* With relatively light fundraising by even the frontrunners, outside groups were bound to descend on the 2nd CD special primary. It has begun. New York’s billionaire Mayor Michael Bloomberg is jumping into the race via his SuperPAC.
From a press release…
INDEPENDENCE USA PAC RELEASES NEW TV AD HIGHLIGHTING FORMER REP. DEBBIE HALVORSON’S ANTI-GUN SAFETY POSITIONS
Ads to focus on Halvorson’s Congressional and Illinois Statehouse record of voting to allow criminals to carry loaded, hidden guns; permitting guns in national parks; and opposing bans on large-capacity magazines
(FOR IMMEDIATE RELEASE): As the race for Chicago’s 2nd Congressional District enters it final month, Michael R. Bloomberg’s Independence USA PAC today announced a significant TV ad campaign around educating Chicago voters about former Rep. Debbie Halvorson’s abysmal gun safety record.
Armed with an “A” rating from the National Rifle Association – a grade that is unlikely to continue now that she’s come against President Obama’s proposed Assault Weapons Ban — Halvorson went as far outside the mainstream in her congressional career as to vote for the National Right-to-Carry Reciprocity Act of 2009, a bill that would allow criminals to carry loaded, hidden guns in Chicago.
“Throughout her years in Washington and Springfield, Debbie Halvorson’s record on gun safety has been entirely devoid of any semblance of the kind of common-sense reforms that will keep Americans safer from the scourge of gun violence,” said Stefan Friedman, spokesman for Independence USA PAC.
Many of the other candidates in the crowded field to take the seat held by Jesse Jackson, Jr. have come out on behalf of reasonable measures that would help keep illegal guns out of the hands of criminals and make Americans safer.
The ad is linked here or available on request. A script of the ad is below.
“In the race to replace Jessie Jackson, watch out for Debbie Halvorson. When she was in congress before, Halvorson got an A from the NRA.
The NRA: against comprehensive background checks, against banning deadly assault weapons, against banning high capacity ammunition clips.
Halvorson even co-sponsored a bill that would allow some criminals to carry loaded, hidden guns into Chicago.
Debbie Halvorson: when it comes to preventing gun violence, she gets an F.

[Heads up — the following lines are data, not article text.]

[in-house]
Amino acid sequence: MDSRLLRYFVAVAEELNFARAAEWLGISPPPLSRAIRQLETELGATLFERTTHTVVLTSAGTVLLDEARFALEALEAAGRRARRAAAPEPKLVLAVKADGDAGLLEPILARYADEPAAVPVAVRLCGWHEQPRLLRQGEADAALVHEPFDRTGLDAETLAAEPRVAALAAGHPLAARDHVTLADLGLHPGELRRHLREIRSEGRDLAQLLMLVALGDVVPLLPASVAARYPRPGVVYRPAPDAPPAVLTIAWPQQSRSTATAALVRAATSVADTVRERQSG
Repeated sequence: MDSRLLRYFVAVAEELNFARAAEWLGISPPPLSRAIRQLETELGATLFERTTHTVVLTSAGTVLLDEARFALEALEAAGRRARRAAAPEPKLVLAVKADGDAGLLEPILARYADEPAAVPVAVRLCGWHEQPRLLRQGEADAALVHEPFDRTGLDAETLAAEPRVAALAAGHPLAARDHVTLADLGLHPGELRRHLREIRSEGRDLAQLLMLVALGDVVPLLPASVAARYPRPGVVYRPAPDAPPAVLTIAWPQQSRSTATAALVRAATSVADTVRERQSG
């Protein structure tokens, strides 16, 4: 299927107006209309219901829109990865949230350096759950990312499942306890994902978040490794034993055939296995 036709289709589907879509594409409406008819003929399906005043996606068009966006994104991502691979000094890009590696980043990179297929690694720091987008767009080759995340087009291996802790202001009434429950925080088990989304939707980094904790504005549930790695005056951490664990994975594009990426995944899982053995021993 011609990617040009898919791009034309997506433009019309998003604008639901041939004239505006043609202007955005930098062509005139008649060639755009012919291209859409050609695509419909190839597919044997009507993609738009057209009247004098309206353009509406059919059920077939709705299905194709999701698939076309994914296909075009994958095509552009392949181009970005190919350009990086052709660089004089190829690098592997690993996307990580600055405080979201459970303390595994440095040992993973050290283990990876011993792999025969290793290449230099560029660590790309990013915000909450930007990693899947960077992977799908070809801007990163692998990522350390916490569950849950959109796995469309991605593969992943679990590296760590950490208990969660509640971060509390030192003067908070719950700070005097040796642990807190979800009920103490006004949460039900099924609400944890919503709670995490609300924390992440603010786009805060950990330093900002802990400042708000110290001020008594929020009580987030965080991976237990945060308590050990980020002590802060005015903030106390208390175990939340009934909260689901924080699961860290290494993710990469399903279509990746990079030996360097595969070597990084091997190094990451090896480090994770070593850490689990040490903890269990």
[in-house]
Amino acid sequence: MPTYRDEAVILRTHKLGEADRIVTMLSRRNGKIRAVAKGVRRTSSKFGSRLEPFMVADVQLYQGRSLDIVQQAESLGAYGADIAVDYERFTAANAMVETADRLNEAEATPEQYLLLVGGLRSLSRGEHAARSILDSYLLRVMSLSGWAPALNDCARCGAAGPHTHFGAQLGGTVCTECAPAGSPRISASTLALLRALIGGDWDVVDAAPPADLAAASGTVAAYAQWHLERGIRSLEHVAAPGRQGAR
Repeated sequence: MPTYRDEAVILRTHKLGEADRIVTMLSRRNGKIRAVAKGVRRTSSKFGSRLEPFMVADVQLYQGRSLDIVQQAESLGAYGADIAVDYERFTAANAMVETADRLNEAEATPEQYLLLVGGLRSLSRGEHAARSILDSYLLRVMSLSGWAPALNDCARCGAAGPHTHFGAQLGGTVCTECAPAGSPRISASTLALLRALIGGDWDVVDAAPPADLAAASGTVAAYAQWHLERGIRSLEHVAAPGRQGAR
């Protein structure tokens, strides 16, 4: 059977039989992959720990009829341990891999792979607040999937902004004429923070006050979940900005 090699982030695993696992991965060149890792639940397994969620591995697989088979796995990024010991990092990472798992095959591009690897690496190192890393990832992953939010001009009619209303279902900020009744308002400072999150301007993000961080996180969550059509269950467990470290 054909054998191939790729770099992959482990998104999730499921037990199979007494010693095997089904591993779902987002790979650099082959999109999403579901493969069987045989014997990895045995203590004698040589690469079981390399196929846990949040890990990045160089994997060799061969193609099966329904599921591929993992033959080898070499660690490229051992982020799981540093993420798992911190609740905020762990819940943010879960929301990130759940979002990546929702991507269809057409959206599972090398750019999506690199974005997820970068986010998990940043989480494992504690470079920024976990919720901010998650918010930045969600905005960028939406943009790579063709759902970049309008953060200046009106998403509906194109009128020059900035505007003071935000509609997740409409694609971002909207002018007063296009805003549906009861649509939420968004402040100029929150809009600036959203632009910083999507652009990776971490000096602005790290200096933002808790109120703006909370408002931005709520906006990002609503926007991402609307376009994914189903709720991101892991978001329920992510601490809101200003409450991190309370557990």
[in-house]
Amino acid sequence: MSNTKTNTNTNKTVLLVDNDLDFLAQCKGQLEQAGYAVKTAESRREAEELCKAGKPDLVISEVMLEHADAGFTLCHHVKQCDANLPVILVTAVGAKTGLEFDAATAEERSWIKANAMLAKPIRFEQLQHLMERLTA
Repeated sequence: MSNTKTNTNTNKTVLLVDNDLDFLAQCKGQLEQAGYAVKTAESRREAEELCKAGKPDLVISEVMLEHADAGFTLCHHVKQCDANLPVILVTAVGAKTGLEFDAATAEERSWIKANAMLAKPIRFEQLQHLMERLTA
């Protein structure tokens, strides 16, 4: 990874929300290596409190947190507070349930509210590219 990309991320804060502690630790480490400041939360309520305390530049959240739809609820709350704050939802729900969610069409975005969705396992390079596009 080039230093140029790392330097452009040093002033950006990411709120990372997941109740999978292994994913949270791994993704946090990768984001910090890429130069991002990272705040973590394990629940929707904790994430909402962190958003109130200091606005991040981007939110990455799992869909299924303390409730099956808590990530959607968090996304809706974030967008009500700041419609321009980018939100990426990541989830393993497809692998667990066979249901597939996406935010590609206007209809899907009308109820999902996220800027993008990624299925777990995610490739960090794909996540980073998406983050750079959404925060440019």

Independence USA PAC is responsible for the content of this advertising.”
SIX SENATORS ENDORSE HUTCHINSON’S CAMPAIGN FOR CONGRESS
Senators Koehler, Lightford, Muñoz, Noland, Sandoval, and Steans today announced their endorsement of Toi Hutchinson’s campaign for Congress in the second congressional district today.
“I am a strong supporter of Toi Hutchinson’s, and I have no doubt that she is the best choice to stand up for Illinois in Congress,” said Senator Antonio Muñoz. “Toi Hutchinson is working alongside me to ban assault weapons because she knows how critical gun safety reforms are. Just as she is fighting for these reforms in Springfield, I know she’ll take that fight with her to Washington as well.”
“Toi Hutchinson is exactly the kind of reformer we need to send to Washington,” said Senator Kimberly A. Lightford (D-04). “Toi has always worked hard to protect middle and working class families. Ever since I’ve met her, I’ve been deeply impressed by her passion and commitment—there are few public servants I know who work so tirelessly for the people they represent.”
None of those Senators actually lives in the 2nd District, but it does answer concerns I expressed earlier that Hutchinson wasn’t listing any of her Senate colleagues on her endorsement list.
*** UPDATE *** Halvorson responds to Preckwinkle via press release…
HALVORSON RESPONDS TO PRECKWINKLE BASELESS ALLEGATION OF VOTING AGAINST THE EXTENTION OF UNEMPLOYMENT BENEFITS
AND VOTING TO SUPPORT THE RICH
HALVORSON RECEIVED THE AFTERNOON PHONE CALL FROM PRESIDENT OBAMA ASKING HER TO VOTE TO EXTEND THE BUSH TAX CUTS